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  Why are complex structures important in physics.

+ 5 like - 0 dislike

Why are manifolds equipped with complex structures so important in physics? Is there a natural interpretation for the complex structure? I have heard a lot about different places where manifolds(Such as Calabi Yau, Kahler and Hyper Kahler ) are very important.

Where is a good place to start reading about these objects? 

asked Sep 22, 2014 in Theoretical Physics by Prathyush (705 points) [ revision history ]
edited Sep 22, 2014 by Prathyush

Worldsheets in string theory have a complex structure, we had some discussions about this among other things here.

@Dilaton The link u referenced was interesting, though the question I was interested in was different. I was interested in specific about, compactifications, which in some situations have an extra ingredient which is the complex structure. I was wondering what motivated the complex structure.

1 Answer

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This answer has four parts 1) , 2), 3), 4) . 1) is about complex structures and two dimensional sigma models. 2) is about complex structures and string theory from the worldsheet point of view, 3) is about complex structures and string theory from the spacetime point of view, 4) is about the relation between 1),2),3).

1) The notions of Kähler and Hyperkähler manifolds naturally appear in the context of two dimensional  (2d) sigma model. A 2d sigma model is a 2d quantum field theory whose bosonic field is a map from the 2d spacetime to some target space $M$ and with a Lagrangian density of the form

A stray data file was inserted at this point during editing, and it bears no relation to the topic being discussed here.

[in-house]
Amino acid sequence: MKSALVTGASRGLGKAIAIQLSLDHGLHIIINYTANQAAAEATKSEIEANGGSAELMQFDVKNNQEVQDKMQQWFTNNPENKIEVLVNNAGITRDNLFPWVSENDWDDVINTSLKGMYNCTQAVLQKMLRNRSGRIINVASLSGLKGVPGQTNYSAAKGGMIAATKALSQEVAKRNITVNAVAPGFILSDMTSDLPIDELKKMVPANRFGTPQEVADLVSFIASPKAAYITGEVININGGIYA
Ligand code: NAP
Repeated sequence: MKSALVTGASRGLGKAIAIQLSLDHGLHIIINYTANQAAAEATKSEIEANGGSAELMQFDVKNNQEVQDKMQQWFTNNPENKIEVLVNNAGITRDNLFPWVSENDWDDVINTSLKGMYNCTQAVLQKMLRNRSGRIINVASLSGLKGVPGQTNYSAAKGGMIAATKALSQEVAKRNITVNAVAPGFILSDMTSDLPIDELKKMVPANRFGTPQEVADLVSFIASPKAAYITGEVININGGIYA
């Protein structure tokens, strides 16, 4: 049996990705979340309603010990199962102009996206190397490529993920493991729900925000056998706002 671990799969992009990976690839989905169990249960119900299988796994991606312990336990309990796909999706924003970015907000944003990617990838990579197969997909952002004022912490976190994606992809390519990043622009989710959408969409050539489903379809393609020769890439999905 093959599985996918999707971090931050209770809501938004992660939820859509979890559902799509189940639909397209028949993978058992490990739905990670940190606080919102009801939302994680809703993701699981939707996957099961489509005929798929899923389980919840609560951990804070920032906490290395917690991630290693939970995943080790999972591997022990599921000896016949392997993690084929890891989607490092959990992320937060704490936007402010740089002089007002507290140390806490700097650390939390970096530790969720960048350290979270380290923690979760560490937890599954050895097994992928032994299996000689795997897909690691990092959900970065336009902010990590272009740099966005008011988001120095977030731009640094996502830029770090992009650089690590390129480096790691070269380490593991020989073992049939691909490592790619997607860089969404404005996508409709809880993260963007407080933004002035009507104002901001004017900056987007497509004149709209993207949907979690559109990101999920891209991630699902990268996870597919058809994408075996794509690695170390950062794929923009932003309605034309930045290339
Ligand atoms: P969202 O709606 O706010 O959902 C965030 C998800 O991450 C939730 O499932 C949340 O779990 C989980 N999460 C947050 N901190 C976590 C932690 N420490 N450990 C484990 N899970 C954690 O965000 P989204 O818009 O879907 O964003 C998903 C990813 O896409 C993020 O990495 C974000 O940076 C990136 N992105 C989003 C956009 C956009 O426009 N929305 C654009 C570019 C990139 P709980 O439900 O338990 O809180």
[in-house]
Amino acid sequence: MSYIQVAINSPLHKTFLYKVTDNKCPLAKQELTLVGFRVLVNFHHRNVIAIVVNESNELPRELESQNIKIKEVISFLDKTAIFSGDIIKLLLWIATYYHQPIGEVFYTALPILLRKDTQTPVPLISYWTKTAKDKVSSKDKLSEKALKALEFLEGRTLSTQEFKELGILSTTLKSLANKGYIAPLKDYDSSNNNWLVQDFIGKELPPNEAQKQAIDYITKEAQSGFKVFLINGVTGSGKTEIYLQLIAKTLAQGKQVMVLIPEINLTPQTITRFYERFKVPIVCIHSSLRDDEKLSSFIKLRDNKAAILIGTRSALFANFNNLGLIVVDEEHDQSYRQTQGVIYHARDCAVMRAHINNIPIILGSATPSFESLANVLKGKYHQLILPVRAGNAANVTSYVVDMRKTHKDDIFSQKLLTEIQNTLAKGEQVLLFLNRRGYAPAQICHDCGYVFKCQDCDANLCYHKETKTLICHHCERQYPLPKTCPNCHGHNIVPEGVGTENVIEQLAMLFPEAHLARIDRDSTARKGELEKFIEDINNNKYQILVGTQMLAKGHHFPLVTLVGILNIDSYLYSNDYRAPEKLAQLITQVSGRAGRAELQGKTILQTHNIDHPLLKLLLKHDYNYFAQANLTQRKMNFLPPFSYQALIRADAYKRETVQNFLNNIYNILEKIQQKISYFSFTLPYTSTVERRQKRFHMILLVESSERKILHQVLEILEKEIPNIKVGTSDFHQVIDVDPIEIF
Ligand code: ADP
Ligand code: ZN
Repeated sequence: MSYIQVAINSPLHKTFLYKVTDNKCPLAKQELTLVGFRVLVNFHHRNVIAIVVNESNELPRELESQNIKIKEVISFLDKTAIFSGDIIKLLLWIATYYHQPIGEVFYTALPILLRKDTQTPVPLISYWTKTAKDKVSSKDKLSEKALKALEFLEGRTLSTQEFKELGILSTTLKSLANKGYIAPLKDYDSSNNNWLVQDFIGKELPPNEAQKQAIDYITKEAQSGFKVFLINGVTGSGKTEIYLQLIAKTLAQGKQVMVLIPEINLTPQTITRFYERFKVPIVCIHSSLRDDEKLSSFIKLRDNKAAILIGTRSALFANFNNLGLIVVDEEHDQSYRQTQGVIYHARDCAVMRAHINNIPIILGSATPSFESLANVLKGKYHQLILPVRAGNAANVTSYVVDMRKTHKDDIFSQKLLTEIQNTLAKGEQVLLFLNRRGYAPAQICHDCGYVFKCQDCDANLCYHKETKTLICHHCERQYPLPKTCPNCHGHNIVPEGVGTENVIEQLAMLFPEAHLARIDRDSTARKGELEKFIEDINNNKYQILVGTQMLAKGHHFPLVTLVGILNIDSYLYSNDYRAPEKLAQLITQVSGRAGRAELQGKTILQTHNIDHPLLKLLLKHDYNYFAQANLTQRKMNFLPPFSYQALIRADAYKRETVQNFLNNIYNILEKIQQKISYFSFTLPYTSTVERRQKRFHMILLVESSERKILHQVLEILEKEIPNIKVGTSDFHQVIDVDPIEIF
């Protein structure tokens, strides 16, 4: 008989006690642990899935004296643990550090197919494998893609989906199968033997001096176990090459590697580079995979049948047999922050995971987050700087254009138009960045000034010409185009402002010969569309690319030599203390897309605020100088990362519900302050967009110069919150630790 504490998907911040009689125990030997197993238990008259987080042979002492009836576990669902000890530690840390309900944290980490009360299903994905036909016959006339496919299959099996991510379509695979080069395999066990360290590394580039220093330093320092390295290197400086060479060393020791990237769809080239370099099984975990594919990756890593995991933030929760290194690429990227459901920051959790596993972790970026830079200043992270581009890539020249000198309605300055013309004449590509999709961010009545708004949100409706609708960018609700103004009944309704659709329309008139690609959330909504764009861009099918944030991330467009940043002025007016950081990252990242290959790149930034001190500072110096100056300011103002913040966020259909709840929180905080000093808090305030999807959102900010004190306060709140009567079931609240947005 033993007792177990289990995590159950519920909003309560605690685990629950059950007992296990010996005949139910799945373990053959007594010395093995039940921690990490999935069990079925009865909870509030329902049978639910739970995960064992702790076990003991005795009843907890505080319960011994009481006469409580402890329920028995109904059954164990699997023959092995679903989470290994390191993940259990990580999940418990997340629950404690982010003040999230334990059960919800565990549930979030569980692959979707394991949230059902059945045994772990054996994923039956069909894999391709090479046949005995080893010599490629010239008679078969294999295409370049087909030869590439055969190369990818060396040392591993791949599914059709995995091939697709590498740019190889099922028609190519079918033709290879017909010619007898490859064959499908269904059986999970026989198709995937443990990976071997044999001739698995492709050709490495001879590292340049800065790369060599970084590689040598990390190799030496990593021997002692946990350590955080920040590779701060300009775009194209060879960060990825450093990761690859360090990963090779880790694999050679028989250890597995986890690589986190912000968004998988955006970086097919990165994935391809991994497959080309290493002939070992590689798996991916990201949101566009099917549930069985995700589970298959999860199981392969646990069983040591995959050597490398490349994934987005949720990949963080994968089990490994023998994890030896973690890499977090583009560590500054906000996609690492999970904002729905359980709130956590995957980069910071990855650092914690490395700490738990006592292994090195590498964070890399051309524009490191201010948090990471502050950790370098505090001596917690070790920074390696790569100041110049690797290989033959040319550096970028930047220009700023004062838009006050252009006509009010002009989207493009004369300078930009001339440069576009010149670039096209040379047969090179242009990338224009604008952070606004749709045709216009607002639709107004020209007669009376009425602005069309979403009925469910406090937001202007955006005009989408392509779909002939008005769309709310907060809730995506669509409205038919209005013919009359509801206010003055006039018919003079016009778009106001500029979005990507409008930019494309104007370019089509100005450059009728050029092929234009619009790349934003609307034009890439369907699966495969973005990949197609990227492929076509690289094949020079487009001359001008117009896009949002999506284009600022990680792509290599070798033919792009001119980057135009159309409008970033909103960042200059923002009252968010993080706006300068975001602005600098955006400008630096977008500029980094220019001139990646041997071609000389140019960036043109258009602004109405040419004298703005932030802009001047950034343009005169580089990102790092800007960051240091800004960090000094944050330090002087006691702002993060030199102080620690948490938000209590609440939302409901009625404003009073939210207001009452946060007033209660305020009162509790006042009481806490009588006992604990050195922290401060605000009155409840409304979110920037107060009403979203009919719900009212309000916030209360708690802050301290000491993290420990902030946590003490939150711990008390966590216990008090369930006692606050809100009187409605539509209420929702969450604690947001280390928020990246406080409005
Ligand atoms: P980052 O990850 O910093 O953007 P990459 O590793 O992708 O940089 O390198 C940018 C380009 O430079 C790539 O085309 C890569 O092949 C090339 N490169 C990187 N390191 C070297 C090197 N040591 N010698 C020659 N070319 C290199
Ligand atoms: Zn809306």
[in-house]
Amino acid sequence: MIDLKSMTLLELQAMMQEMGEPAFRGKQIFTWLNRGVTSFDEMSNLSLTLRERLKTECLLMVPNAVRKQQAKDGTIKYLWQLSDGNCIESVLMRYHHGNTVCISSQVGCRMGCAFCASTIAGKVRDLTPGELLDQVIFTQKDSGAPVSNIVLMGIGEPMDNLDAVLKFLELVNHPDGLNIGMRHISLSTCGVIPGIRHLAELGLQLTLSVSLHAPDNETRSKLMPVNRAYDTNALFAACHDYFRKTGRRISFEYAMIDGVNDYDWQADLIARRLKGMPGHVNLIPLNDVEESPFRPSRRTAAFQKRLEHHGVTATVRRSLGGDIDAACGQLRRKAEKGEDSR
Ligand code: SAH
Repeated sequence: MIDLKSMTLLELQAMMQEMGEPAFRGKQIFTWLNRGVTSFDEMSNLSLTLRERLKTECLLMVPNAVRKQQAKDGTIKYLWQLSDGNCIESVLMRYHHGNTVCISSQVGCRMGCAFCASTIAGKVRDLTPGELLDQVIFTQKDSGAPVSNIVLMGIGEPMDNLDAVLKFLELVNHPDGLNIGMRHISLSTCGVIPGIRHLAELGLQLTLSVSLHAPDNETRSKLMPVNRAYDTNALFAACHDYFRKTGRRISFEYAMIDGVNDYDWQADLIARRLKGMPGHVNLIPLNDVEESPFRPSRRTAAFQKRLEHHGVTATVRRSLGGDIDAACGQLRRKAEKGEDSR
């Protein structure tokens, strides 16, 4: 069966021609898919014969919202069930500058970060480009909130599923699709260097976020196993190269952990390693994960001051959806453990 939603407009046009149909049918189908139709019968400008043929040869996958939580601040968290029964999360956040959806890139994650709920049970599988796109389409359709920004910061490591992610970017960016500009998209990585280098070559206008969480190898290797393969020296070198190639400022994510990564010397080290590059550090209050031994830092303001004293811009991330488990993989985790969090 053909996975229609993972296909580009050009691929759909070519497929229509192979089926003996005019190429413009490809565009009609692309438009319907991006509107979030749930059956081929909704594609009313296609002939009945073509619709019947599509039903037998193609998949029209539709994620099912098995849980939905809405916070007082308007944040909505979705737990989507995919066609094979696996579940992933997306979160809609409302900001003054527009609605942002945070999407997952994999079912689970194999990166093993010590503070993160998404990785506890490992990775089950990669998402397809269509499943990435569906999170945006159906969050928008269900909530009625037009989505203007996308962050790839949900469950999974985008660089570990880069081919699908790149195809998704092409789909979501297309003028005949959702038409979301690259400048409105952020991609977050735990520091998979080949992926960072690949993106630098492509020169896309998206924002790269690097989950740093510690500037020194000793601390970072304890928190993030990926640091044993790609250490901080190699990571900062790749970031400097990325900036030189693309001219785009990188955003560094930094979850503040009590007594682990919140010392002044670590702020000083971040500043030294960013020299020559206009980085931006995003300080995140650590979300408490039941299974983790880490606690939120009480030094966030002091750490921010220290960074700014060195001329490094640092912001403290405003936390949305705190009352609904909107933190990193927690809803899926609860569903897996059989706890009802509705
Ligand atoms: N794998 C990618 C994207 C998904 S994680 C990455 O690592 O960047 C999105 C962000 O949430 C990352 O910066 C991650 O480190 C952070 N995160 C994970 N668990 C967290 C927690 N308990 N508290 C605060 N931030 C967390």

$\mathcal{L}= \frac{1}{2} (g_{\mu \nu} + B_{\mu \nu}) \partial_i x^\mu \partial^i x^\nu$

where $g_{\mu \nu}$ is a Riemannian metric on $M$ and $B_{\mu \nu}$ is an antisymmetric tensor called the B-field. I will assume that the B-field is zero, which is the relevant case for the apparition of Kähler and Hyperkähler structures. The inclusion of a non-zero B-field would lead to a "twist" of these notions.

So, for every Riemannian manifold, $(M,g)$, there exists a bosonic sigma model of target $(M,g)$. One can shows that this sigma model has a natural supersymmetric extension with $N=(1,1)$ 2d supersymmetry: one has to include fermionic fields and a four fermions interaction coupled to the curvature tensor of $M$. So, for every Riemannian manifold $(M,g)$, there exists a supersymmetric $N=(1,1)$ sigma model of target $(M,g)$. In such a theory, the supersymmetric variation of the bosonic field $x^\mu$ under a supersymmetric variation of parameter $\epsilon$, a 2d Majorana spinor, is of the form $\delta x^\mu = \bar{\epsilon} \psi^\mu$ where the $\psi^\mu$'s are the fermionic fields.

A natural question is: under which condition does the supersymmetric $N=(1,1)$ sigma model of target $(M,g)$ admit extended supersymmetries ? The answer is that this theory admits an extended $N=(2,2)$ 2d supersymmetry if and only if $(M,g)$ admits a Kähler structure, and it admits an extended $N=(4,4)$ 2d supersymmetry if and only if $(M,g)$ admits a Hyperkähler structure. The Kähler case was first treated by Zumino in